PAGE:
We have talked about this often our entire lives together... and the conversation continues to this day. Our love for children hasn't changed and we are as shocked as ever...but we no longer feel the stress or anxiety around timeline. What we know very clearly is that we love the path our lives are on right now and we wouldn't change a thing. And the path we're on, quite honestly is very, very far from the path of having kids. Don't get me wrong...i'm aware that people have children every day despite having no income, despite the fact that they live in a vehicle or are mostly if not entirely homeless. They have kids despite not having a plan or a lifestyle that fits what follows...but we will not. For me and whatever small remnant is left of my very conservative very safe upbringing, I wouldn't have the strength to have a child without far more of a foundation. For me, having and raising a child is probably the one remaining thing that makes security and normalcy sound like a good idea.
For us, we are aware that we are now running at a steady pace in the opposite direction. We are also extremely comfortable with the fact that we may change our minds in the future. We are possibly the worst planners on the planet, so if it's impossible for us to know what we'll be doing next year it's impossible to say this couldn't change in the future as well...but what we aren't willing to do (or see a need to do) is to have a child just because we are reaching a certain age. Does the idea of holding a tiny baby in our arms that is a combination of the two of us and that we created together sound amazing? Of course it does. But we also know that that single moment comes with decades of work that we aren't (at least yet) prepared for. We also know that there are far too many children on the planet who need a loving home (probably the closest we ever came to pulling the trigger in terms of child rearing was while working at an orphanage in mexico). While the thought of holding "our" baby is magical, we aren't disillusioned into believing that we couldn't unconditionally accept and love another child in exactly the same way whether we gave birth to it or not.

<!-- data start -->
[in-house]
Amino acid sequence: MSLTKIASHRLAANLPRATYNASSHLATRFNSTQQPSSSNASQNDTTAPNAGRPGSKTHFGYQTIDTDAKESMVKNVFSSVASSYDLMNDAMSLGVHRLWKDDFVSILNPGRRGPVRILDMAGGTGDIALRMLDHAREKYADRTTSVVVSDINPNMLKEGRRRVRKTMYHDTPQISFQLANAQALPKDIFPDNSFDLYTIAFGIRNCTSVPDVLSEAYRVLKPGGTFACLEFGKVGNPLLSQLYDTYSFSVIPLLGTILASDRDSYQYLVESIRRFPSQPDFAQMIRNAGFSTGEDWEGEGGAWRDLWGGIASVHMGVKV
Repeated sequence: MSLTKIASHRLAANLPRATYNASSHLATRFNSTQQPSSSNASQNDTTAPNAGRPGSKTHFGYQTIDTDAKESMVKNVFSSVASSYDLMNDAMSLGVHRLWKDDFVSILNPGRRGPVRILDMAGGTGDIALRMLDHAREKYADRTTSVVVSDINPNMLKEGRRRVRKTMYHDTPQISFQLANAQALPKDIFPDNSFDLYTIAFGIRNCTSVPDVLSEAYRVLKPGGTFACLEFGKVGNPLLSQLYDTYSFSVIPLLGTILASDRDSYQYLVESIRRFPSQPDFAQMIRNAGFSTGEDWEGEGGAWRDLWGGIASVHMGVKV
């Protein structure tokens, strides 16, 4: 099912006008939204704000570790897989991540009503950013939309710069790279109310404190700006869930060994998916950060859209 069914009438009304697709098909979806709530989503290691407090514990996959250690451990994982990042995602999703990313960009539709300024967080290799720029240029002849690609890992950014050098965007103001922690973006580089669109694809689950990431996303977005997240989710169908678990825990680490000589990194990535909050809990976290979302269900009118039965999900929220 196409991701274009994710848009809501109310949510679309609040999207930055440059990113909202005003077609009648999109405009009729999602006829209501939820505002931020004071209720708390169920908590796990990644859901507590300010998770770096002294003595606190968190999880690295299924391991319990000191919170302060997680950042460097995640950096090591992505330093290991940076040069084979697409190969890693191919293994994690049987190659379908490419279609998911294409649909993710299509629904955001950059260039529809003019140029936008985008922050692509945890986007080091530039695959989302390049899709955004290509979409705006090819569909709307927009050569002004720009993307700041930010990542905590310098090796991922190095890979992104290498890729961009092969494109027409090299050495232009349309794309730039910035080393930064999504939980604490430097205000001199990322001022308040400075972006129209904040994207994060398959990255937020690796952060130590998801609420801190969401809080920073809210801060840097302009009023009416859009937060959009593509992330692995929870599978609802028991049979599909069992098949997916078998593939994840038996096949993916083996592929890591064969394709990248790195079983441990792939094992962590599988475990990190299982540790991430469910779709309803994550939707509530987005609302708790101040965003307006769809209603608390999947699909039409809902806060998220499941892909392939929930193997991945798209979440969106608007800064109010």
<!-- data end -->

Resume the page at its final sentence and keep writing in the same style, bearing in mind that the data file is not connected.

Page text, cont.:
A couple of our dearest friends just had their first child this month. He is...perfect. Adorable, and magical and he melts our hearts each time we hold him and look into his eyes. He is without question the reason I'm writing this blog, and the reason that these conversations have resurfaced more frequently lately. But oddly, his coming into our lives seems to once again not tell us to change course but still furthers the trajectory we're on. Gives us yet another small adorable face to cuddle and watch grow and get to know as a person and smother with our love through all of it, and... to hand right back to mom and dad after.
We loved him before we knew him and he reminds us how much we love kids. But...at least for now we choose not to have them and will answer the same as we always have. "Ask us again in 3-5 years".